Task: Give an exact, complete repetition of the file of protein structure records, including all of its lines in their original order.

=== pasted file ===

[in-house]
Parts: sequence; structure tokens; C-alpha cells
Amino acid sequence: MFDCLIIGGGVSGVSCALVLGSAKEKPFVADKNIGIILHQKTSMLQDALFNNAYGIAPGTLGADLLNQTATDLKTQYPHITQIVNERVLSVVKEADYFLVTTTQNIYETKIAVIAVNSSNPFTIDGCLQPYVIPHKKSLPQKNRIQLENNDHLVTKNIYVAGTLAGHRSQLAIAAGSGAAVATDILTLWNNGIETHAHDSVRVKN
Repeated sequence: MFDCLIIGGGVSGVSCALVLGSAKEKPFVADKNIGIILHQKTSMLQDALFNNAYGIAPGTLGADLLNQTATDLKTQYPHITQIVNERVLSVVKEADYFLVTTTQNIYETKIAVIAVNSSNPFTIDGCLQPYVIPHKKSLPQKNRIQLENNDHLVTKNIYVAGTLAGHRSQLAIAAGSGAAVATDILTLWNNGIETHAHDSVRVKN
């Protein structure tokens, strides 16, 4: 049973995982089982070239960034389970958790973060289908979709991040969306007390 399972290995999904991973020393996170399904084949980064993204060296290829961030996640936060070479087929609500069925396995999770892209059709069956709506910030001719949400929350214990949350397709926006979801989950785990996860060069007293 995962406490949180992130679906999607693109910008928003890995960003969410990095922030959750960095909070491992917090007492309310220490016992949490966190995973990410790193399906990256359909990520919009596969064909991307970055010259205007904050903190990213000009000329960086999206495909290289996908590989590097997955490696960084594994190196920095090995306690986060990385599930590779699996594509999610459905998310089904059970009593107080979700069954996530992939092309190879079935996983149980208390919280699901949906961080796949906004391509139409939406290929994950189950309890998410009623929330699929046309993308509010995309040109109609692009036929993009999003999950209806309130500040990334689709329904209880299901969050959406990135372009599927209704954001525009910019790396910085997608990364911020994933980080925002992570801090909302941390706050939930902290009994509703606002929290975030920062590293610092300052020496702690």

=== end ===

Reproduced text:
[in-house]
Parts: sequence; structure tokens; C-alpha cells
Amino acid sequence: MFDCLIIGGGVSGVSCALVLGSAKEKPFVADKNIGIILHQKTSMLQDALFNNAYGIAPGTLGADLLNQTATDLKTQYPHITQIVNERVLSVVKEADYFLVTTTQNIYETKIAVIAVNSSNPFTIDGCLQPYVIPHKKSLPQKNRIQLENNDHLVTKNIYVAGTLAGHRSQLAIAAGSGAAVATDILTLWNNGIETHAHDSVRVKN
Repeated sequence: MFDCLIIGGGVSGVSCALVLGSAKEKPFVADKNIGIILHQKTSMLQDALFNNAYGIAPGTLGADLLNQTATDLKTQYPHITQIVNERVLSVVKEADYFLVTTTQNIYETKIAVIAVNSSNPFTIDGCLQPYVIPHKKSLPQKNRIQLENNDHLVTKNIYVAGTLAGHRSQLAIAAGSGAAVATDILTLWNNGIETHAHDSVRVKN
């Protein structure tokens, strides 16, 4: 049973995982089982070239960034389970958790973060289908979709991040969306007390 399972290995999904991973020393996170399904084949980064993204060296290829961030996640936060070479087929609500069925396995999770892209059709069956709506910030001719949400929350214990949350397709926006979801989950785990996860060069007293 995962406490949180992130679906999607693109910008928003890995960003969410990095922030959750960095909070491992917090007492309310220490016992949490966190995973990410790193399906990256359909990520919009596969064909991307970055010259205007904050903190990213000009000329960086999206495909290289996908590989590097997955490696960084594994190196920095090995306690986060990385599930590779699996594509999610459905998310089904059970009593107080979700069954996530992939092309190879079935996983149980208390919280699901949906961080796949906004391509139409939406290929994950189950309890998410009623929330699929046309993308509010995309040109109609692009036929993009999003999950209806309130500040990334689709329904209880299901969050959406990135372009599927209704954001525009910019790396910085997608990364911020994933980080925002992570801090909302941390706050939930902290009994509703606002929290975030920062590293610092300052020496702690």